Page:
Panda Models 1/35 UH-1N Twin Huey Kit First Look
|Date of Review||May 2007||Manufacturer||Panda Models|
|Subject||UH-1N Twin Huey||Scale||1/35|
|Kit Number||35008||Primary Media||Styrene|
|Pros||Still the only UH-1N kit on the market in 1/35||Cons||Still the only UH-1N kit on the market in 1/35|
|Skill Level||Basic||MSRP (USD)||Out of production|
The Bell UH-1N Twin Huey was a stretched version of the UH-1H that was developed for the Canadian and US armed forces. In addition to a fifteen person capacity (one pilot, 14 passengers), the UH-1N differed from previous versions of this Bell series by having two engines. First flown in 1968, the Twin Huey finally offered twin-engine reliability - if an engine quits, there's still another one that can keep you aloft.
The Navy and Marine Corps are the principal users of the type within the US armed forces because twin-engine redundancy over water is a good thing. For the same reasons, a LARGE number of countries operate this version of the aircraft (or the commercial Bell Model 212). The aircraft is also license-built in Italy by Augusta-Bell.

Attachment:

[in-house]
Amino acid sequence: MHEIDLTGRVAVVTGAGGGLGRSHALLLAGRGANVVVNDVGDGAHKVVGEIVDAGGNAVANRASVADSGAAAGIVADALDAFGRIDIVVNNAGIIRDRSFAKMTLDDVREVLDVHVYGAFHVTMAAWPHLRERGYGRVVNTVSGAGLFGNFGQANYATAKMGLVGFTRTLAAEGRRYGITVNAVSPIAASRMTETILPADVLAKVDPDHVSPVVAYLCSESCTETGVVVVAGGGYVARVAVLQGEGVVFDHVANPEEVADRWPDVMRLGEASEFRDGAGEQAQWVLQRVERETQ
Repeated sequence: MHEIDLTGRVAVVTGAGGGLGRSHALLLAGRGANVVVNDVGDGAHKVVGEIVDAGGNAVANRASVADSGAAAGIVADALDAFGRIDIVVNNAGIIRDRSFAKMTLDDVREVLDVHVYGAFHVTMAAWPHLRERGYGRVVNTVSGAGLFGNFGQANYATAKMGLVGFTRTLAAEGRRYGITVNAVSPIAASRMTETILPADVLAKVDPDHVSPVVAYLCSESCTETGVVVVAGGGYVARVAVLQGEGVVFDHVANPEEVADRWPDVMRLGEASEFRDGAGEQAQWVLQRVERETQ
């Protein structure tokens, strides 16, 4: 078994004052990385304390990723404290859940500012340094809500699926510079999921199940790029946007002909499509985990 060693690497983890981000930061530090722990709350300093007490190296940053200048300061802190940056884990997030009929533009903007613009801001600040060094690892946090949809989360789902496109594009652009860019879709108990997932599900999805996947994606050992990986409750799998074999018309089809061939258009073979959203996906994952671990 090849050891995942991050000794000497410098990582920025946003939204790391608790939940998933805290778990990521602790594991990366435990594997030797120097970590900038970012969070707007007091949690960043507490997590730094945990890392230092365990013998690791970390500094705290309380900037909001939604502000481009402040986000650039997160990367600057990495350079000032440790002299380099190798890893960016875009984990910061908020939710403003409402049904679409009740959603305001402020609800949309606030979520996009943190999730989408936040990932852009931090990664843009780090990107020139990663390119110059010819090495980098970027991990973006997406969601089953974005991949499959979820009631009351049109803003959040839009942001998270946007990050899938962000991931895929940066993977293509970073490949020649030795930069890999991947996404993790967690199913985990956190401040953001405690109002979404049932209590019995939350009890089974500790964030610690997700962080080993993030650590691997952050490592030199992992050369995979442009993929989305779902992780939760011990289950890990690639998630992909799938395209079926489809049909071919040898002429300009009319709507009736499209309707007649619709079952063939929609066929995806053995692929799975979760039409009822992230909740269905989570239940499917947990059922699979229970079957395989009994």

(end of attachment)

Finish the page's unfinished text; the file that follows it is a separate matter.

This aircraft has seen (and continues to see) a wide range of missions including liaison aircraft, transport, air ambulance/medevac, command platform, attack aircraft, observation aircraft, anti-submarine warfare aircraft, search and rescue aircraft, VIP aircraft, and more. The US Marines have opted away from the UH-60 Blackhawk family choosing instead to upgrade their UH-1Ns with a four-bladed rotor, new engines and transmission, new avionics, and much of this in common with the AH-1W upgrades, which will render the UH-1Y Venom.
Panda Models turned out an interesting kit that has not been done (surprisingly) by any other manufacturer - the 1/35 scale UH-1N Twin Huey. Like their other offerings, the kit is a bit on the simple side, but the street price is comparible to the Academy series of single-engine Hueys in this scale. It is the only Twin-Huey kit produced in 1/32-1/35 scale to date.
Molded in light gray styrene, the kit is presented on four parts trees, plus a single tree of clear parts. While the kit doesn't quite capture the nose profile of the aircraft, there have been several aftermarket upgrades available to not only correct the nose, but detail the airframe and bring the airframe up to current USMC configuration.
Even without any updates, the model builds up into a reasonable rendition of a 1980s era Twin Huey, not to mention the wide array of Bell 212s out there in international service.
This kit is still available and can also be found at bargain prices if you shop around. If you are a rotary-wing modeler, this is still your only option for the Twin Huey until another manufacturer opts to produce another.